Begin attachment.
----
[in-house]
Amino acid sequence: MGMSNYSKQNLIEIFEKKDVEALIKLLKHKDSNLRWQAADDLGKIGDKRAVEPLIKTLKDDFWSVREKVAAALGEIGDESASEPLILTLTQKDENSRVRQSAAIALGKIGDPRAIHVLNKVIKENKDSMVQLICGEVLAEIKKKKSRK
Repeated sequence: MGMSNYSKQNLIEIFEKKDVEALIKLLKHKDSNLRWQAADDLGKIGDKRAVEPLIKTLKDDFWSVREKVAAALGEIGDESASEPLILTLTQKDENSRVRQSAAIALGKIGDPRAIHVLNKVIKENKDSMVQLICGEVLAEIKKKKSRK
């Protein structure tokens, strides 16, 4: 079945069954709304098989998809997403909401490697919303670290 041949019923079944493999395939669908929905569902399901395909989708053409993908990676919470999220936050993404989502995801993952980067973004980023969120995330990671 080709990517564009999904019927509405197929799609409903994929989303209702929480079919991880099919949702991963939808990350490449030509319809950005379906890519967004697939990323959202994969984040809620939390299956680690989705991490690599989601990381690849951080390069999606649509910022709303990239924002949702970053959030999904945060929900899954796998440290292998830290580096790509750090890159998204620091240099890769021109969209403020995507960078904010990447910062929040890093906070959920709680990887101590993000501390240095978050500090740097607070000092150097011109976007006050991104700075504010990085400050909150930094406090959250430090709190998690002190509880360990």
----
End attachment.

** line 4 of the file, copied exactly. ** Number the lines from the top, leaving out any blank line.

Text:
């Protein structure tokens, strides 16, 4: 079945069954709304098989998809997403909401490697919303670290 041949019923079944493999395939669908929905569902399901395909989708053409993908990676919470999220936050993404989502995801993952980067973004980023969120995330990671 080709990517564009999904019927509405197929799609409903994929989303209702929480079919991880099919949702991963939808990350490449030509319809950005379906890519967004697939990323959202994969984040809620939390299956680690989705991490690599989601990381690849951080390069999606649509910022709303990239924002949702970053959030999904945060929900899954796998440290292998830290580096790509750090890159998204620091240099890769021109969209403020995507960078904010990447910062929040890093906070959920709680990887101590993000501390240095978050500090740097607070000092150097011109976007006050991104700075504010990085400050909150930094406090959250430090709190998690002190509880360990």